Click on any of the thumbnails below to see a larger image.
Darren, from Jordan, Minnesota, holds up a decent-sized channel catfish caught in the Minnesota River. (From www.fishingminnesota.com. For a sidebar on this interesting local fishing forum, click here.)
Darren with a walleye from the river.
Fine summer day, June 2005, to reel in a 46 1/2 pound catfish from the river. (This photo and the three below courtesy of Terry Hennen, Sport Stop, Shakopee.)
Close-up of the same monster cat, now reposing on the bank.
Look what I caught me here! Unidentified man with a nocurnal river prize. The proof's in the pudd'n, no?
Three buddies have just hauled in another monster nocturnal cat. Whooooeeeeee!
Fishing the Minnesota River
It's Healthier and Funner than You Might Think
The gospel according to Arne is panning out nicely these days for fishermen, if not yet for swimmers, on the Minnesota River
| For a glimpse into a local online forum on fishing the Minnesota River, click here.)
In 1992, Governor Arne Carlson famously called for the Minnesota River to be cleaned up enough so it would be “swimmable and fishable” within 10 years.
Fifteen years later, the governor’s river initiative has raised public and government consciousness quite a bit — and helped lower pollution in the river.
In fact, a Minnesota Pollution Control Agency (MPCA) report shows that if we consider progress over the last 30 years or so, we’ll see that pollutants such as sediment, nitrogen, phosphorus, and ammonia have all gone down and that more oxygen is available to aquatic organisms. Mercury and PCBs (polychlorinated biphenyls) have also been reduced.
The fishing on the river, meanwhile, has rebounded nicely since Carlson’s call, though swimming is not for humans, just yet, and we still have a way to go in our efforts to clean up the river.
The Bad Old Days
Not too many years ago, tributaries pouring into the Minnesota River near Shakopee and Chaska would be foaming, says Terry Hennen, of the Sport Stop bait shop in Shakopee. “We don’t have that anymore. Nor do we have the real bad odor that was there.”
|Terry Hennen, owner of the Sport Stop bait shop in Shakopee with his wife Marilyn (background), has seen personally and through customers the comeback of the Minnesota River as a prime fishing haunt.
The foam was visual and olfactory evidence of more than a century of pollution in the river owing to heavy farming and urban development. More specifically, the foam indicated chemicals from lawns and gardens, farmland, industry, electricity generation, and wastewater treatment plants.
Like many impaired waters in the state, the Minnesota River is contaminated by two chemicals, principally — PCBs (polychlorinated biphenyls) and mercury. The first of these, a product no longer manufactured, is not of major concern at the moment. The second, deposited in water bodies primarily from coal-fired power plants, still concerns us, as do excess phosphorus, from farmland and urban runoff, and bacteria, from feedlots and unregulated sewage systems.
Methylmercury accumulates, or bioaccumulates, in fish, and the higher up we go in the food chain the more mercury a predator can accumulate. That’s why fish consumption advisories apply principally to larger fish, for they feed on smaller creatures that have also been accumulating the substance.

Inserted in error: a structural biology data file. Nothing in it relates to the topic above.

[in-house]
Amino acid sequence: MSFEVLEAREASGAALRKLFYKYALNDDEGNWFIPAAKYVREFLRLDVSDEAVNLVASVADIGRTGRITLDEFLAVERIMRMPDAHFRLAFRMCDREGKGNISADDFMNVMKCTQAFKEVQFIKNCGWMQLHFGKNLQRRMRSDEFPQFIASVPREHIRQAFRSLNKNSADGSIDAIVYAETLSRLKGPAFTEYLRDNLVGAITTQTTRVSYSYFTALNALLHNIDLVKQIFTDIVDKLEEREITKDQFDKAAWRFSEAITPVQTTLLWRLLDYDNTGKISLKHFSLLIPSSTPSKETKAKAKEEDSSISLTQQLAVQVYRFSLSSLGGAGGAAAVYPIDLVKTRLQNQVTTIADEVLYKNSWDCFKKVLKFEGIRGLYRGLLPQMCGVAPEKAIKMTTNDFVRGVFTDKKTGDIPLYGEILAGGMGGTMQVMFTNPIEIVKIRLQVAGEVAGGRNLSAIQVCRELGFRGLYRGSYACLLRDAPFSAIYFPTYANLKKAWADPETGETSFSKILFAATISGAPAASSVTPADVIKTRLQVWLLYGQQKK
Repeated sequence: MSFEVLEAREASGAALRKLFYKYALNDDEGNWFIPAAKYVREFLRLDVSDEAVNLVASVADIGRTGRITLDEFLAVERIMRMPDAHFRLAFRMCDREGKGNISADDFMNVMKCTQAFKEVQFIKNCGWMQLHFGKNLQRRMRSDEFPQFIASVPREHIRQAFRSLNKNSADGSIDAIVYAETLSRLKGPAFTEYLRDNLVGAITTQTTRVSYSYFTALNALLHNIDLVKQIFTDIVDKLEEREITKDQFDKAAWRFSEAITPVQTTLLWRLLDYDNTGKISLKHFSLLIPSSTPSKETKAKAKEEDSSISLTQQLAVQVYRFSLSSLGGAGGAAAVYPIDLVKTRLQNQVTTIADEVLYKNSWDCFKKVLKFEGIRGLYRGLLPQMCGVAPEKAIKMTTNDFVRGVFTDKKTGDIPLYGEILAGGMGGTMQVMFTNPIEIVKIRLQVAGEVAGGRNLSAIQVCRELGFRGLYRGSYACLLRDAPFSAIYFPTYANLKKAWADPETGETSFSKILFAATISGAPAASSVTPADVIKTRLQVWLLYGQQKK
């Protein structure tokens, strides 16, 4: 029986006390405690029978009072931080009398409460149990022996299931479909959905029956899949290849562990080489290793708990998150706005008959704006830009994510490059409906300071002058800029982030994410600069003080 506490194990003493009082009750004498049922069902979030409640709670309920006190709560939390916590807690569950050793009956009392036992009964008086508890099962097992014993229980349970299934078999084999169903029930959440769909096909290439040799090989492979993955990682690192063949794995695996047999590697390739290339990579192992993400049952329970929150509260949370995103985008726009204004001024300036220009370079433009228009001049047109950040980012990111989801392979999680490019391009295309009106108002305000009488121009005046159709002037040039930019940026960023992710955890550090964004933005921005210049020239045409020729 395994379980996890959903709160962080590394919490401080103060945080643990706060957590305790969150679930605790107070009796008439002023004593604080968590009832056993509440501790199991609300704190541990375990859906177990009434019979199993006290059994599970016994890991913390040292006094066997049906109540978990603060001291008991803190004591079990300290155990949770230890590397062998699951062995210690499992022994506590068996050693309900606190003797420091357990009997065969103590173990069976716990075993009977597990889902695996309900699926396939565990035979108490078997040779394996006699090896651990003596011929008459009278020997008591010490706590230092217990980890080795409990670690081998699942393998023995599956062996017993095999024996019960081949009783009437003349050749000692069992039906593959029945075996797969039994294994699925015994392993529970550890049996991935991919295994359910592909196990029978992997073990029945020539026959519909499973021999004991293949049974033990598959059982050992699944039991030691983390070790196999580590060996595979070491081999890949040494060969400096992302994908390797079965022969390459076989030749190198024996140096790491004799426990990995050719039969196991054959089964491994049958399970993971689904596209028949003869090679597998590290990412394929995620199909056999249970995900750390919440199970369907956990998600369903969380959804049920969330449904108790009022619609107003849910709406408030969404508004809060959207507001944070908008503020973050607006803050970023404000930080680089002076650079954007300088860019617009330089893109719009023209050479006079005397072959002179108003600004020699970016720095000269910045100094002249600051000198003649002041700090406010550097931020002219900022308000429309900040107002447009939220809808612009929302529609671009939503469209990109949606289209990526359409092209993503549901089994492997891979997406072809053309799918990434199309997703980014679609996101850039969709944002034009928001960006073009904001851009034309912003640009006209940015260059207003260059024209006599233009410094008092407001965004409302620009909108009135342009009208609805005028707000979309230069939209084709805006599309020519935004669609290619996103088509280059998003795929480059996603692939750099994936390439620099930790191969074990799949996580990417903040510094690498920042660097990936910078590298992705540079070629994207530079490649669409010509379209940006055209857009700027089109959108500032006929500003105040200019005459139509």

Because of the work of governmental organizations and activist citizen groups, however, the health of the river has improved appreciably. Another recent MPCA report, by Larry Gunderson, points to watershed organizations like the Lower Minnesota River Watershed District as one major impetus for the river clean-up, responsible as we are for installing best management practices (BMPs) for septic systems, building capital improvement projects at wastewater treatment plants, restoring wetland, fallowing cropland by the river, and monitoring water quality — to name just a few restorative projects.
Fish Consumption Advisories
Yet despite the dramatic improvement in river water quality, some people are still worried about eating fish taken from the river. If you’re one of them, you should realize, first of all, that it’s impossible to see the difference between a fish taken from the river and a fish caught in a Minnesota lake. Mark Briggs, an expert with the state Department of Natural Resources (DNR), Division of Ecological Services, suggests that the only visible differences might be in coloration, as some walleyes caught in bog-stained lakes in northern Minnesota might be darker and browner than river walleyes.
Second, and more important, Minnesota’s Fish Contaminant Monitoring Program (FCMP) says that fish from the Minnesota River, which “are an excellent source of low-fat protein,” are safe to eat as long as the Minnesota Department of Health's consumption guidelines are followed.
A joint project of the DNR, the MDH, the MPCA, and the MDA (Minnesota Department of Agriculture), the FCMP collects and analyzes fish samples from the state’s lakes and rivers. The most recent data for the lower Minnesota River suggest that most people can eat an unlimited number of under-15-inch walleyes — the most prized game fish in the river — and one such walleye per week above that size.
The program suggests limitations principally for pregnant women and children under 15, who should eat no more than one under-20-inch walleye per week and one per month if it’s over 20 inches.
Still, the health of the river has improved so markedly over the last 15, 20 years that the FCMP and other programs do not hesitate to recommend eating fish from the river, with certain understandable cautions